I haven’t copyrighted the term “Real time sketching” so feel free to use it without royalties.

      Cheers

      • Anonymous

        It is kind of hypnotic. Of course for it to work one has to be pretty fast creatively on their feet which has nothing to do with sketching ability.

        Doug

      • http://www.facebook.com/miguelvillegasballesta Miguel Villegas Ballesta

        I love sketching despite not being my strongest skill, but I think developing projects real time in front of the client really can undervalue our work and lead them to think that our ability is “doing those cute sketchies”.

  • http://www.arq-e-tec.com Arq-e-tec

    Like a teacher of mine used to say, drawing well is 10% skill and 90% practice.

    • http://www.lifeofanarchitect.com Bob Borson

      that sounds about right to me. I think I’m 10% skill, 45% practice, 45% watch TV.

  • http://twitter.com/architectjohn John Hubb

    Sketching allows me to process my thoughts in a more orderly fashion and is much faster for me as a problem solving tool.  I think it has to do with physically putting lines down on paper.  It makes you think about it more.  You aren’t removing yourself a step or 2 back from the drawing process like you do in CAD or SketchUp.  Though they are great tools, when you press a button, things happen automatically and your brain is never as involved as it would be if you hand sketched something.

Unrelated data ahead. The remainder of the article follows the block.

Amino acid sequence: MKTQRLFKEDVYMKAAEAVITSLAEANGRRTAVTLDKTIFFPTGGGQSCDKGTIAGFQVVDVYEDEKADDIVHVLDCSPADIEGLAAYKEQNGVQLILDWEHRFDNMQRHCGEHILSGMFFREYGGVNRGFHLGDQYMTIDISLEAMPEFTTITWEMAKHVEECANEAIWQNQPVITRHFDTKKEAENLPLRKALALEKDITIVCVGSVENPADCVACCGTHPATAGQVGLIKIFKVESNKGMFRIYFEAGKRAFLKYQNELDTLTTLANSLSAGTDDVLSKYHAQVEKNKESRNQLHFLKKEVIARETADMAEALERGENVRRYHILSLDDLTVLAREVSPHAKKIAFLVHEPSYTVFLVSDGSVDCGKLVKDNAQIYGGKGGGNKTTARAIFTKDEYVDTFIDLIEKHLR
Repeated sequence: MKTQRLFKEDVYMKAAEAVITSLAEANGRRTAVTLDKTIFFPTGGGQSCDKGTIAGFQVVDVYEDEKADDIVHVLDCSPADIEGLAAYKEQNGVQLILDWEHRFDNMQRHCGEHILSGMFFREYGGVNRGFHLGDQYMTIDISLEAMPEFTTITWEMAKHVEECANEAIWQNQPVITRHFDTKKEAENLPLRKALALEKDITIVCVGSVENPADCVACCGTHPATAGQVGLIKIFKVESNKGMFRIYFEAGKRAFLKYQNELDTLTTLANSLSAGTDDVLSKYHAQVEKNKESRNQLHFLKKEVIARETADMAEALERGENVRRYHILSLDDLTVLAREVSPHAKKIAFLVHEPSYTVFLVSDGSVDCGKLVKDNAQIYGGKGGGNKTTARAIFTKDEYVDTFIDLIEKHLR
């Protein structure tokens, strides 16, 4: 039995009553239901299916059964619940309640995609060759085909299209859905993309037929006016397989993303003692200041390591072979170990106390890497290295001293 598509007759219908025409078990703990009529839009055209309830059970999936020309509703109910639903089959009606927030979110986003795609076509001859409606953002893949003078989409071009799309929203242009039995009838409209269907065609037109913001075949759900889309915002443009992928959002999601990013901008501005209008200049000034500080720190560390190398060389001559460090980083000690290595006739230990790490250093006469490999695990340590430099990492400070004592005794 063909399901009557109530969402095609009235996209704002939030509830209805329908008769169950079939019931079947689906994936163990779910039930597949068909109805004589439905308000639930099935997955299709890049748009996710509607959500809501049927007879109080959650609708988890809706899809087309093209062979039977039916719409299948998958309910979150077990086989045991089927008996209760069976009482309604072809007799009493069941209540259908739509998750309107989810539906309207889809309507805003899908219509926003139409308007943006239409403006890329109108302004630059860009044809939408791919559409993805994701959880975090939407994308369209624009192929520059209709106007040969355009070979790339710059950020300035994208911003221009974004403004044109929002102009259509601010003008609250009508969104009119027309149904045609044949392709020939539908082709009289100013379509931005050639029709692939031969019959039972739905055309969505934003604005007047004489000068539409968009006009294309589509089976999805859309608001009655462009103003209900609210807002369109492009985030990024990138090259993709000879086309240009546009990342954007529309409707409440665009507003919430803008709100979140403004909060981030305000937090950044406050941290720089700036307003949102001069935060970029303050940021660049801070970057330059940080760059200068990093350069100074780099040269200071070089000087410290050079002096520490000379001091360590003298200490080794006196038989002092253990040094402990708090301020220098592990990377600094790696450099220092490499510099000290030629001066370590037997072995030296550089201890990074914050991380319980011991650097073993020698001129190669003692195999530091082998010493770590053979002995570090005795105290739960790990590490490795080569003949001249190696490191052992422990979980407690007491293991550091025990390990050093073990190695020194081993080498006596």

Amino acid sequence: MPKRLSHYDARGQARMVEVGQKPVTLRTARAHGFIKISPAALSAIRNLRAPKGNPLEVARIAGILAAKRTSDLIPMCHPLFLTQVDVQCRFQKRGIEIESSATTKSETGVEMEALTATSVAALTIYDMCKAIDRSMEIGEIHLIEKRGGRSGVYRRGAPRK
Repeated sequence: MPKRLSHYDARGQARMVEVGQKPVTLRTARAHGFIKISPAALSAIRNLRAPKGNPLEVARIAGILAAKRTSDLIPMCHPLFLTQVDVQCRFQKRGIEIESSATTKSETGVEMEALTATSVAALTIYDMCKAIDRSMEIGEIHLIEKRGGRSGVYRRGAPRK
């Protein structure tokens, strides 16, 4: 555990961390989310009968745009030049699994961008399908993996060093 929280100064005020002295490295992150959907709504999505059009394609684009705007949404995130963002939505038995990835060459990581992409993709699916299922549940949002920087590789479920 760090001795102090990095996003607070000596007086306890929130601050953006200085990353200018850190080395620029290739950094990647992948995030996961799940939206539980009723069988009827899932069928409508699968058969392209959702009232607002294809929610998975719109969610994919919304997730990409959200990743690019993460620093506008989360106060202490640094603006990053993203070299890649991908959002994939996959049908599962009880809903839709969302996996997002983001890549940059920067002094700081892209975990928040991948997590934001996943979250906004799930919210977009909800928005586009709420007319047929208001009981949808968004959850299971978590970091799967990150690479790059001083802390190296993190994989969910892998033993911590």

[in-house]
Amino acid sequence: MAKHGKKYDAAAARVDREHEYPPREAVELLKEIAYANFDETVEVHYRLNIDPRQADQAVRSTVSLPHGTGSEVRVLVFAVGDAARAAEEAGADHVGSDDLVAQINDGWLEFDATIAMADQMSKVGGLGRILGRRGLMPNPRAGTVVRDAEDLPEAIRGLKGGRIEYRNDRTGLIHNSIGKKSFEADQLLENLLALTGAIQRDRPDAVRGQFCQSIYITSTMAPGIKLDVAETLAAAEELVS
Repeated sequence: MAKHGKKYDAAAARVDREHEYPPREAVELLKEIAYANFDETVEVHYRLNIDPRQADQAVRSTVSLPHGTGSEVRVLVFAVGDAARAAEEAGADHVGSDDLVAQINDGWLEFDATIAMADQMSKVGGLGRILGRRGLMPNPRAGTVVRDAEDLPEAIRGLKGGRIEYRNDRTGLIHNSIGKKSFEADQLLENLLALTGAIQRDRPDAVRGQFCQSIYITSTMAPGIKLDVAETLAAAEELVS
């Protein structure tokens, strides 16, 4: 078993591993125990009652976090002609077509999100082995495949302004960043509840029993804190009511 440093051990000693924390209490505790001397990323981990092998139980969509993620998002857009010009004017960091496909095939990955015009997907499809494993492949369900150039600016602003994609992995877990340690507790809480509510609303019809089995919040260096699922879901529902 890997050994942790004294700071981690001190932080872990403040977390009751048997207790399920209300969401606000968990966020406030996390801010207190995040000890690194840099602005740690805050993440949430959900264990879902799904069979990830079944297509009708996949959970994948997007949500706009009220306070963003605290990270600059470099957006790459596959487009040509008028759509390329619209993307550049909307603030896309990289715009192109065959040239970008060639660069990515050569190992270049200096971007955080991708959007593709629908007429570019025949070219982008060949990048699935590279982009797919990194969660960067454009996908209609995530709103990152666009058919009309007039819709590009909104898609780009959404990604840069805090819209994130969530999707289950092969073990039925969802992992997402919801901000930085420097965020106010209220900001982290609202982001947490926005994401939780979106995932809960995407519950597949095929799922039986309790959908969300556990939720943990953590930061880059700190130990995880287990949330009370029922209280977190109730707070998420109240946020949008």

• http://www.lifeofanarchitect.com Bob Borson

      that’s about a dollars worth. 

      I might disagree with you about drawing caricatures – I think as long as you are drawing, I wouldn’t suggest anything needs to be changed. The skill level will eventually evolve and the sketchers ability to draw what they actually want will come along with it. My point is that you should start drawing for no other reason that to help you through a process of design, not for presentation or for someone else’s benefit or understanding. If you know what you’re drawing, that a good place to begin.

      • http://twitter.com/architectjohn John Hubb

        I will buy that.  I just wasn’t able to sketch effectively until I learned how to draw, and really learn how to see details in things and then put them on paper.